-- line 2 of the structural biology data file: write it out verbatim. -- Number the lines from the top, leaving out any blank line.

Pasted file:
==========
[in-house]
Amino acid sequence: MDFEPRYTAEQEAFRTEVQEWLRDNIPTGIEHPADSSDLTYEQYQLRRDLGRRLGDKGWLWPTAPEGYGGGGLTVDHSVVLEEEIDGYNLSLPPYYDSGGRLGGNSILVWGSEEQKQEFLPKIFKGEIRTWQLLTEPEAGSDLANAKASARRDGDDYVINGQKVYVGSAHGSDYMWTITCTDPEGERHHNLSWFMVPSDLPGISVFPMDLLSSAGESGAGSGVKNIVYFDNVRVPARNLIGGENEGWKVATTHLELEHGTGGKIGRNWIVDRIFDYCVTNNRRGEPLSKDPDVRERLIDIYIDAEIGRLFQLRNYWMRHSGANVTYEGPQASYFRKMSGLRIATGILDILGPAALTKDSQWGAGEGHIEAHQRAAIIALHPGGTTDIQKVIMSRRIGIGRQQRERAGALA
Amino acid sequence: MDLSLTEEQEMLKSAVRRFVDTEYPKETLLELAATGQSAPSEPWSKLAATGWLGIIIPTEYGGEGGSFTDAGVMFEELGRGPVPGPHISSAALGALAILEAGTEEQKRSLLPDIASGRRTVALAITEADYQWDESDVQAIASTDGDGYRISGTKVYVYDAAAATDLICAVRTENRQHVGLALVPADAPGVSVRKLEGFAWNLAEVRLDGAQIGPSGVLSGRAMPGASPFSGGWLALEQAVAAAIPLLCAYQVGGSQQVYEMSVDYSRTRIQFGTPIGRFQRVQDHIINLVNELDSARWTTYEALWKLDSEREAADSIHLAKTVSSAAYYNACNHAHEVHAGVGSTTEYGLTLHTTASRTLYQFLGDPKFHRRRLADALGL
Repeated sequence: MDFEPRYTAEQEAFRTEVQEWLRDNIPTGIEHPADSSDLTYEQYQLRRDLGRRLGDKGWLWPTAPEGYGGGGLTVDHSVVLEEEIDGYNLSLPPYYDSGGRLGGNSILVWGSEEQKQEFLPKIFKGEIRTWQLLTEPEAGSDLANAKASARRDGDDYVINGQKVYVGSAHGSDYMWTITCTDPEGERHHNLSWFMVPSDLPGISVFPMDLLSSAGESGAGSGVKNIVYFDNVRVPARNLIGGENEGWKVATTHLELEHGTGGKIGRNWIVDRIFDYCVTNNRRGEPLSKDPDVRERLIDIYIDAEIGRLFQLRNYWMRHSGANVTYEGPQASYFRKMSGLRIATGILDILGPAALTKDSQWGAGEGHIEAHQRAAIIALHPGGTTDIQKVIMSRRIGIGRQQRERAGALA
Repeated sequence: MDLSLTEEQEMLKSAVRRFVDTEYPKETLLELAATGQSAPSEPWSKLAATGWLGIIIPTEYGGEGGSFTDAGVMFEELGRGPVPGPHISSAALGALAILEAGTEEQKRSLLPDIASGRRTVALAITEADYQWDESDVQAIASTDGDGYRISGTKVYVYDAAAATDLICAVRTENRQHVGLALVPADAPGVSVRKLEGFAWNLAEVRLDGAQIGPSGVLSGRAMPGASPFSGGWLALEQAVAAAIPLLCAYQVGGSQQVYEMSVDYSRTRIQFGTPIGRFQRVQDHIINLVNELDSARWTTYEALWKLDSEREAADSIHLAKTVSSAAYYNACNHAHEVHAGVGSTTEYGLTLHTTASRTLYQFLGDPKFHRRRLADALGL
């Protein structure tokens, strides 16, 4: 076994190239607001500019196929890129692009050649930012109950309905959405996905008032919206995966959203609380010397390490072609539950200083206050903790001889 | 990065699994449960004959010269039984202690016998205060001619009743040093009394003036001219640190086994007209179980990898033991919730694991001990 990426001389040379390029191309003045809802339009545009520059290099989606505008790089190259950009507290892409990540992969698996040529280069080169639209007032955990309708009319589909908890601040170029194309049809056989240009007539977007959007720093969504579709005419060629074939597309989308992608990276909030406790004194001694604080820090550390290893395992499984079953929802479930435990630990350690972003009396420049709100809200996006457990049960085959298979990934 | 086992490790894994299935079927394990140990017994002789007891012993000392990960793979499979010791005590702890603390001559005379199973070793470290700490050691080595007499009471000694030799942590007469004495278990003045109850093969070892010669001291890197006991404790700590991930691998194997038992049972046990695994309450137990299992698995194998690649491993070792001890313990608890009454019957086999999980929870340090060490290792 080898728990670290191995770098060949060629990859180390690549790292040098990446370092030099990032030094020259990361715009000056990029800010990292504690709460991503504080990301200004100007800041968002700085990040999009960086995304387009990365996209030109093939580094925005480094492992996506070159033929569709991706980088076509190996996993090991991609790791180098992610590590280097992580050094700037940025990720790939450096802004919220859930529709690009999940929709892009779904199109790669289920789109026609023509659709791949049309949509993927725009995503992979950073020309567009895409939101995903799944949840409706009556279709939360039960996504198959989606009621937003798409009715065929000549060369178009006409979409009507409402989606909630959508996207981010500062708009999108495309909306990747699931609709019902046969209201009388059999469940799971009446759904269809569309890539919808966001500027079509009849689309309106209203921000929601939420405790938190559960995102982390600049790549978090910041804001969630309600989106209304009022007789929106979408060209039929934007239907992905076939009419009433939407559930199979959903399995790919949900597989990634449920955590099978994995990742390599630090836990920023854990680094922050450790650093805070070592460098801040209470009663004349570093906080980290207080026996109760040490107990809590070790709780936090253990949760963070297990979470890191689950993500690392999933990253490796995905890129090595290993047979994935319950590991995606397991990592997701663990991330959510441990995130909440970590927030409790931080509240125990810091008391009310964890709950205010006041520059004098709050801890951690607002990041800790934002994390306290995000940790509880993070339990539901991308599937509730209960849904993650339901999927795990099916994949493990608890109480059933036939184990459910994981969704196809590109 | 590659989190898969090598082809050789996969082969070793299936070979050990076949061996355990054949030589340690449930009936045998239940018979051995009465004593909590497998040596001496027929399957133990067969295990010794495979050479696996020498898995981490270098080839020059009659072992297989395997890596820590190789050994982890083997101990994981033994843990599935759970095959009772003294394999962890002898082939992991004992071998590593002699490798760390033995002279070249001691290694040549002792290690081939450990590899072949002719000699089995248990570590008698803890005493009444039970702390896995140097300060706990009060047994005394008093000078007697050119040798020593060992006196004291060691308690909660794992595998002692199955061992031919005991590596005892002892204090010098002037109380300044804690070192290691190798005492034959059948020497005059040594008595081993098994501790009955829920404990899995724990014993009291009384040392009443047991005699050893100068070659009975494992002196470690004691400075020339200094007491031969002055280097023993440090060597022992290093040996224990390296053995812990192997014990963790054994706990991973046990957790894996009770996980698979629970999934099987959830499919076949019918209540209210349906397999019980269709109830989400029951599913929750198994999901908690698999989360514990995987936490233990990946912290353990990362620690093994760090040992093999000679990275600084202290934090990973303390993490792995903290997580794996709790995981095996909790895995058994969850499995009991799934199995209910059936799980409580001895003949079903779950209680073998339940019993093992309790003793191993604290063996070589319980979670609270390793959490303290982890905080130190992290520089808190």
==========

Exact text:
Amino acid sequence: MDFEPRYTAEQEAFRTEVQEWLRDNIPTGIEHPADSSDLTYEQYQLRRDLGRRLGDKGWLWPTAPEGYGGGGLTVDHSVVLEEEIDGYNLSLPPYYDSGGRLGGNSILVWGSEEQKQEFLPKIFKGEIRTWQLLTEPEAGSDLANAKASARRDGDDYVINGQKVYVGSAHGSDYMWTITCTDPEGERHHNLSWFMVPSDLPGISVFPMDLLSSAGESGAGSGVKNIVYFDNVRVPARNLIGGENEGWKVATTHLELEHGTGGKIGRNWIVDRIFDYCVTNNRRGEPLSKDPDVRERLIDIYIDAEIGRLFQLRNYWMRHSGANVTYEGPQASYFRKMSGLRIATGILDILGPAALTKDSQWGAGEGHIEAHQRAAIIALHPGGTTDIQKVIMSRRIGIGRQQRERAGALA